Population Sampling

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•  Sampling techniques are used to estimate population size

A population is all the individuals of a given species living in the same area at the same time

  • Populations are fluid and are subject to continual change in numbers through natality, mortality, immigration and emigration
  • Populations may be large and impractical to count unless the species is large and the target area is small

Population sampling involves identifying individual numbers in small areas and then extrapolating to estimate population totals

  • Sampled areas must be chosen randomly to avoid selection bias causing a misrepresentation of the population size
  • The more samples that are taken (and the larger the sampling area), the more accurate population estimates are likely to be

Different sampling techniques are used to estimate population sizes for non-motile (sessile) and motile species

  • Non-motile species can be sampled using quadrats (measurements can include direct counts, percentage cover or frequency)
  • Motile species can be sampled using the capture-mark-release-recapture method (with estimates based on the Lincoln index)

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•  Use of the capture-mark-release-recapture method to estimate the population size of an animal species


The capture-mark-release recapture method is a means of estimating the population size of a motile species

  • An area is defined and marked off, then a selection of individuals are captured, counted, marked and released (n1)
  • Marking must not be easily removable or adversely affect the animal’s survival prospects
  • After sufficient time has passed to allow marked individuals to reintegrate in the population, a second capture is made (n2)
  • In this second capture, both unmarked individuals and marked individuals (n3) are counted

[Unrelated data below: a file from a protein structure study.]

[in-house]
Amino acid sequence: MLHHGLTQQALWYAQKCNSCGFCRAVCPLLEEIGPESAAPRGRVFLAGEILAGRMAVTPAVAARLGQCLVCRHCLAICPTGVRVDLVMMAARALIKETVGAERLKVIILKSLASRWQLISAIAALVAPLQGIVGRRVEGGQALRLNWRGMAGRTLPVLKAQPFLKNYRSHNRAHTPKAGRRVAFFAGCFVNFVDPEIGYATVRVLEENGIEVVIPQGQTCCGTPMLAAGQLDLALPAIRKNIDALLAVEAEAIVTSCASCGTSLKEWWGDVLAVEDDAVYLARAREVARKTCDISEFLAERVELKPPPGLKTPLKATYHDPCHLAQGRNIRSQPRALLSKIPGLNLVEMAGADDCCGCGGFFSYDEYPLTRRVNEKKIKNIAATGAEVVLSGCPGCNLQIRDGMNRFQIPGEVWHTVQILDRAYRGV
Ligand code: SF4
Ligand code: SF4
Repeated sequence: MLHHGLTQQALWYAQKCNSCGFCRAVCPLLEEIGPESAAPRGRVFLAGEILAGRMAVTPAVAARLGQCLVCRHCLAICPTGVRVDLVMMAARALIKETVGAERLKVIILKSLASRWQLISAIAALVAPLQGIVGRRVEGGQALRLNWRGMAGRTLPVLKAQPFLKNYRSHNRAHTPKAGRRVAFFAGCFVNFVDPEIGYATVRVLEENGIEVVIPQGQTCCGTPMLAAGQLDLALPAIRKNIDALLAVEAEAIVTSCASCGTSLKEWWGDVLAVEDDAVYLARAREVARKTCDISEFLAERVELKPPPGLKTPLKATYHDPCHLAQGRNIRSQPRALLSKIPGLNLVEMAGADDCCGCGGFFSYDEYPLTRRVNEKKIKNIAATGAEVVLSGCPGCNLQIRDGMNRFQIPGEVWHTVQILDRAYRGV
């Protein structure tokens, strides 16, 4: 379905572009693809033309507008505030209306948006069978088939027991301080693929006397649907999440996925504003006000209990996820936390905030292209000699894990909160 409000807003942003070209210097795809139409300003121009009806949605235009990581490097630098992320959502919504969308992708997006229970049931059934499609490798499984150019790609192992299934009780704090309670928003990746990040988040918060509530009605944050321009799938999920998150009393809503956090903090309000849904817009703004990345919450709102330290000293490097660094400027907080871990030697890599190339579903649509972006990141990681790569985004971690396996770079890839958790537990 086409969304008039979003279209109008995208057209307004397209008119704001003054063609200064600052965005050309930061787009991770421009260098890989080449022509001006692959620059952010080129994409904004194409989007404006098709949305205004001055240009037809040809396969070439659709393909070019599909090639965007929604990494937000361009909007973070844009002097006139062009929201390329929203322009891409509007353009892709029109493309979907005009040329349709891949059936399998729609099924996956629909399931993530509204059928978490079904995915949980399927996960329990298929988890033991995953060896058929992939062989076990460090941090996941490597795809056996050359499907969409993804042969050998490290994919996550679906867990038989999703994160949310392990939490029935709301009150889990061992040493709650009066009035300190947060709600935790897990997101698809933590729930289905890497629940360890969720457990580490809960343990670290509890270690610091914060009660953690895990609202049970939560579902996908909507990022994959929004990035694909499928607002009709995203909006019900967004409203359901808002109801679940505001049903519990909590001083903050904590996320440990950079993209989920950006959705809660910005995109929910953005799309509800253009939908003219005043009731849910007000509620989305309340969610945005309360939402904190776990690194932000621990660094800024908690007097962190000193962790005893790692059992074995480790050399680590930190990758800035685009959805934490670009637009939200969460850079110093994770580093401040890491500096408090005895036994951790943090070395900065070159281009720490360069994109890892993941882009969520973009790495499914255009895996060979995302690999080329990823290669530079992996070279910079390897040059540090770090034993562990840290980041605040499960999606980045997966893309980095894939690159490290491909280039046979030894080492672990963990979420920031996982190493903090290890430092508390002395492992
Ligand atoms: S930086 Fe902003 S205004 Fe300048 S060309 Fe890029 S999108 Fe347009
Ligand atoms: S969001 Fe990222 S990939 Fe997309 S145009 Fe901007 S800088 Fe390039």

• Based on the three values generated (n1 ; n2 ; n3), an estimated population size is derived using the Lincoln Index

The Capture-Mark-Release-Recapture Method

MRR method

Lincoln Index

The Lincoln index is used to estimate population size based on the capture-mark-release-recapture method

  • Lincoln Index:  Estimated Population = (n1 × n2) ÷ n3

The Lincoln index requires that the following assumptions are true:

  • That all individuals in a given area have an equal chance of being captured (sampling must be random)
  • That marked individuals will be randomly distributed after release (n1 cannot be allowed to influence n3)
  • That marking individuals will not affect the mortality or natality of the population

The accuracy of the Lincoln index can be improved by a number of means:

  • Increasing the size of the capture samples (larger samples will be more representative but also more difficult to collect)
  • Taking repeated samples in order to determine a statistical average

Lincoln Index Equation:

lincoln index

Practice Question

question The following data was obtained when monitoring mountain gorilla numbers in a nature reserve:
Captured and marked = 25 gorillas
Recaptured at a later date = 24 gorillas
Number of marked individuals in recaptured sample = 8 gorillas
Estimate the size of the mountain gorilla population using the Lincoln Index